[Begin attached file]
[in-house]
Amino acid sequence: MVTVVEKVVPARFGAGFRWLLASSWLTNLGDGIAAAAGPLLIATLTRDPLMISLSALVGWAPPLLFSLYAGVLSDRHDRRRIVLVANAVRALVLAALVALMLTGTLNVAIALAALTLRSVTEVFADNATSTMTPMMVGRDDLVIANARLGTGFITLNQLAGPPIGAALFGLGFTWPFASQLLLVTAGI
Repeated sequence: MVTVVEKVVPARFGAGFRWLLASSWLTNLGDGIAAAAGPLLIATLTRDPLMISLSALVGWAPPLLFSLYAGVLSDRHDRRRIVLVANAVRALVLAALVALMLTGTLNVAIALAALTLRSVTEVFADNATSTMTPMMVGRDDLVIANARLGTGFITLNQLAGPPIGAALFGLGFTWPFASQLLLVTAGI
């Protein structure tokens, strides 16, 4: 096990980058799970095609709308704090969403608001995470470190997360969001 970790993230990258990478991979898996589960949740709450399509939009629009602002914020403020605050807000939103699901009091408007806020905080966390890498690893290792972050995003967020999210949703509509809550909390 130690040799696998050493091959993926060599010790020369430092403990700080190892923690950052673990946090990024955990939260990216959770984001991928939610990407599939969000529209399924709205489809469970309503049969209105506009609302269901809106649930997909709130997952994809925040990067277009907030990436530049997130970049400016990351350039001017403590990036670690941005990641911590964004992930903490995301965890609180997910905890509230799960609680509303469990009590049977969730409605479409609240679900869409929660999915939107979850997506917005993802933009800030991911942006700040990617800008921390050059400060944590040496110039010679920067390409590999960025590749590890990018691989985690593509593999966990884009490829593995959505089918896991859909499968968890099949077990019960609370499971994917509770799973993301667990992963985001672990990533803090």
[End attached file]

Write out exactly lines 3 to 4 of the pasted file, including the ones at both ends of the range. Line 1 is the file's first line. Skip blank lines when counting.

Repeated sequence: MVTVVEKVVPARFGAGFRWLLASSWLTNLGDGIAAAAGPLLIATLTRDPLMISLSALVGWAPPLLFSLYAGVLSDRHDRRRIVLVANAVRALVLAALVALMLTGTLNVAIALAALTLRSVTEVFADNATSTMTPMMVGRDDLVIANARLGTGFITLNQLAGPPIGAALFGLGFTWPFASQLLLVTAGI
């Protein structure tokens, strides 16, 4: 096990980058799970095609709308704090969403608001995470470190997360969001 970790993230990258990478991979898996589960949740709450399509939009629009602002914020403020605050807000939103699901009091408007806020905080966390890498690893290792972050995003967020999210949703509509809550909390 130690040799696998050493091959993926060599010790020369430092403990700080190892923690950052673990946090990024955990939260990216959770984001991928939610990407599939969000529209399924709205489809469970309503049969209105506009609302269901809106649930997909709130997952994809925040990067277009907030990436530049997130970049400016990351350039001017403590990036670690941005990641911590964004992930903490995301965890609180997910905890509230799960609680509303469990009590049977969730409605479409609240679900869409929660999915939107979850997506917005993802933009800030991911942006700040990617800008921390050059400060944590040496110039010679920067390409590999960025590749590890990018691989985690593509593999966990884009490829593995959505089918896991859909499968968890099949077990019960609370499971994917509770799973993301667990992963985001672990990533803090």